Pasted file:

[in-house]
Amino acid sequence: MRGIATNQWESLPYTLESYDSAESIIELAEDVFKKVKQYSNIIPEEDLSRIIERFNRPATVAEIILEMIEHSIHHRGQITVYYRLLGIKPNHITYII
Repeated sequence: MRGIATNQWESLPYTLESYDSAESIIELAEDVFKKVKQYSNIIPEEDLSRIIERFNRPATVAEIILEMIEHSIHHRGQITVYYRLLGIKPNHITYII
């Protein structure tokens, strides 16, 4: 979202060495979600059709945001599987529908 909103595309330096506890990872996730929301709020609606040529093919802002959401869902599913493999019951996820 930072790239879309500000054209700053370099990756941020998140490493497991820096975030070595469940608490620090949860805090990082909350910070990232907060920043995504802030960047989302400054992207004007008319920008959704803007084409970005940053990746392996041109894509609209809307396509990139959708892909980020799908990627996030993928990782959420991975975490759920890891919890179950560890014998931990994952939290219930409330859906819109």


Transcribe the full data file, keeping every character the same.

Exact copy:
[in-house]
Amino acid sequence: MRGIATNQWESLPYTLESYDSAESIIELAEDVFKKVKQYSNIIPEEDLSRIIERFNRPATVAEIILEMIEHSIHHRGQITVYYRLLGIKPNHITYII
Repeated sequence: MRGIATNQWESLPYTLESYDSAESIIELAEDVFKKVKQYSNIIPEEDLSRIIERFNRPATVAEIILEMIEHSIHHRGQITVYYRLLGIKPNHITYII
């Protein structure tokens, strides 16, 4: 979202060495979600059709945001599987529908 909103595309330096506890990872996730929301709020609606040529093919802002959401869902599913493999019951996820 930072790239879309500000054209700053370099990756941020998140490493497991820096975030070595469940608490620090949860805090990082909350910070990232907060920043995504802030960047989302400054992207004007008319920008959704803007084409970005940053990746392996041109894509609209809307396509990139959708892909980020799908990627996030993928990782959420991975975490759920890891919890179950560890014998931990994952939290219930409330859906819109």